Abstract sculptore Dorothy Gillespie

Dorothy Gillespie (June 29, 1920–September 30, 2012) was an American artist and sculptor who became known for her large and colorful abstract metal sculptures. Her works are featured at her alma mater (Radford University) in Virginia, where later returned to teach, as well as in New York (where she was artist in residence for the feminist Women's Interart Center),Wilmington, North Carolina and Florida.
On June 5, 1943, aged 23, Gillespie moved to New York City. There she took a job at the B. Altman department store as assistant art director. She also joined the Art Students League where she was exposed to new ideas about techniques, materials, and marketing. She also created works at Atelier 17 printmaking studio, where Stanley William Hayter encouraged to experiment with her own ideas.
She and her husband, Bernard Israel, opened a restaurant and night club in Greenwich Village to support their family. She returned to making art in 1957, and worked at art full-time after they sold the nightclub in the 1970.






 In 1977 Gillespie gave her first lecture series at the New School for Social Research, and she would give others there until 1982. She taught at her alma mater as a Visiting Artist (1981-1983) and gave Radford University some of her work to begin its permanent art collection. Gillespie then served as Woodrow Wilson visiting Fellow (1985-1994), visiting many small private colleges to give public lectures and teach young artists. She returned to Radnor University to teach as Distinguished Professor of Art (1997-99). She also hosted a roadio program, the "Dorothy Gillespie Show" on Radio Station WHBI in New York from 1967-1973.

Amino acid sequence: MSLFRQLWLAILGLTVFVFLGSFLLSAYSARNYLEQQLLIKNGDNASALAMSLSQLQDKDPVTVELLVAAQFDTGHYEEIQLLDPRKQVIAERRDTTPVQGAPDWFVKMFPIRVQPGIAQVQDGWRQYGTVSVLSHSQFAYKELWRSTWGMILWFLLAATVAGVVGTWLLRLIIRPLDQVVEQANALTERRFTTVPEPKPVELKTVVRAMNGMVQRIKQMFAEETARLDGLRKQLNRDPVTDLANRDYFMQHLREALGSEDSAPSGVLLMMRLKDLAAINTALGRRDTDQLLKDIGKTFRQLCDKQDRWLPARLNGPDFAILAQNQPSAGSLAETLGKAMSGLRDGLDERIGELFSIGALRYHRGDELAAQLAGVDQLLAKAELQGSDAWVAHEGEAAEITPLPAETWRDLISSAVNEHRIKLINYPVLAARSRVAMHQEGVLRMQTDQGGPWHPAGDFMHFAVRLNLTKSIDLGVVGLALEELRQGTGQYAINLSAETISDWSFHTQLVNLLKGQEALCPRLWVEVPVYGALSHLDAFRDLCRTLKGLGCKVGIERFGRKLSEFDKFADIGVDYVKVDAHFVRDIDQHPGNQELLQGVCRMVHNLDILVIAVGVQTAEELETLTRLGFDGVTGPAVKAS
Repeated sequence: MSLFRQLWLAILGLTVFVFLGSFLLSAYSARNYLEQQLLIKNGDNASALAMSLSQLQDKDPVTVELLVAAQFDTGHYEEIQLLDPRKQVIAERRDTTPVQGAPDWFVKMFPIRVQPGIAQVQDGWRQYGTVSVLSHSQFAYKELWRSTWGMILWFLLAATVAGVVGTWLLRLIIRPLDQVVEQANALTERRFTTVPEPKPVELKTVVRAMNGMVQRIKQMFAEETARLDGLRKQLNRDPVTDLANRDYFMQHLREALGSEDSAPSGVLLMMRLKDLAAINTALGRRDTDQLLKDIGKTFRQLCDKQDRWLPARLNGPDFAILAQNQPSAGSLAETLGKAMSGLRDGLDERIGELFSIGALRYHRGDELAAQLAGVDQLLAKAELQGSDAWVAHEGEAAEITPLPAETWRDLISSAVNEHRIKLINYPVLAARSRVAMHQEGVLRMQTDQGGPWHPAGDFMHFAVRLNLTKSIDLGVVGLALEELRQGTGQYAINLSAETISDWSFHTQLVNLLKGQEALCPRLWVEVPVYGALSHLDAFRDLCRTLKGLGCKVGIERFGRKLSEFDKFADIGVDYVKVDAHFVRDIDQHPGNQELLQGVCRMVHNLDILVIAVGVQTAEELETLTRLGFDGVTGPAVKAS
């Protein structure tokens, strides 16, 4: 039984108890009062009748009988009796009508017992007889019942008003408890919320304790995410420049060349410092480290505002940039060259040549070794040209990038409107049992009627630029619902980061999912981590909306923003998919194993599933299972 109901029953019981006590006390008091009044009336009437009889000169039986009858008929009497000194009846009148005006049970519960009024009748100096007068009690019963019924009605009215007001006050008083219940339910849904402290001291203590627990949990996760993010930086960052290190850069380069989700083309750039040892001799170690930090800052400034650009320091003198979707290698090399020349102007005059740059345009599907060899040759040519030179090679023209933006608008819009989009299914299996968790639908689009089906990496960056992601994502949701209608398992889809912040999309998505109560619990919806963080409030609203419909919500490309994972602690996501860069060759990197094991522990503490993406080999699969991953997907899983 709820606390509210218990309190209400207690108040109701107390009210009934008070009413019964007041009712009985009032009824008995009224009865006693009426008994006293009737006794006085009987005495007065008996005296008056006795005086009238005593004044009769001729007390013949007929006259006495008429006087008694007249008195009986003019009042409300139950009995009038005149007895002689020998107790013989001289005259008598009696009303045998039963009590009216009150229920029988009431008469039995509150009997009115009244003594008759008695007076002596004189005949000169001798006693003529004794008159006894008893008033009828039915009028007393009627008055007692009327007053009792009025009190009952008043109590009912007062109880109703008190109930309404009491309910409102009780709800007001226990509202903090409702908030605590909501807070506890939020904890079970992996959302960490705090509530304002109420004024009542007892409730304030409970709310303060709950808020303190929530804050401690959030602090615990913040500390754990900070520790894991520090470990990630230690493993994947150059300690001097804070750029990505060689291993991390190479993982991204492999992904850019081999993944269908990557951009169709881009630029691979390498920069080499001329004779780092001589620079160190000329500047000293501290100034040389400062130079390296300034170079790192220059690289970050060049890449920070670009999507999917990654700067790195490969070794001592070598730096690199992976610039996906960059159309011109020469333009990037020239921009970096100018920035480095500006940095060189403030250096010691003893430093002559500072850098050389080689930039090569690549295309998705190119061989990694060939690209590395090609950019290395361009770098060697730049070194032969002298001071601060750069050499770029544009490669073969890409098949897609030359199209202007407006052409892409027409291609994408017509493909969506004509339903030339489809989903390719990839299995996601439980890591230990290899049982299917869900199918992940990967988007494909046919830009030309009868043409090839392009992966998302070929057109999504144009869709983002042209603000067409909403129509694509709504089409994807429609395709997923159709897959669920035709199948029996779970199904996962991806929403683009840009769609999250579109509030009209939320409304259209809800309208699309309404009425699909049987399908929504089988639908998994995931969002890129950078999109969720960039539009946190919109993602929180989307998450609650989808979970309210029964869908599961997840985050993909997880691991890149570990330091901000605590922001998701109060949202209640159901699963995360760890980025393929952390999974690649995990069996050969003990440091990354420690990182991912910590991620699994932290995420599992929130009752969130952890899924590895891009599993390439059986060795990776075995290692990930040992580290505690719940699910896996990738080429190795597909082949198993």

Gillespie also maintained a studio in Florida and served on the Board of Trustees of the Maitland Art Center in Maitland, Florida (1996-1999) and on the Broward County Cultural Affairs Council (1993-1994).






 Gillespie began moving away from realism and into the abstraction that marked her career. Gillespie returned to New York City in 1963 to continue her career. She maintained a studio through the 70s and advocat worked towards feminist goals in the art industry, picketing the Whitney Museum, helping to organize the Women's Interart Center, curating exhibitions of women's art, and writing articles raising awareness of her cause.
By the 1980s, Gillespie's work had come to be known internationally. She completed many commissions for sculptures in public places, including the Lincoln Center and Epcot Center in Orlando, Florida.
Her work is unique in its use of ribbon-like shape and use of bright colors. Her sculptures are crafted out of aluminum covered in enamel. Her “Colorfall,” is a 40-foot tall sculpture hanging in the lobby of Wilmington's Thalian Hall Center for the Performing Arts.Wikipedia





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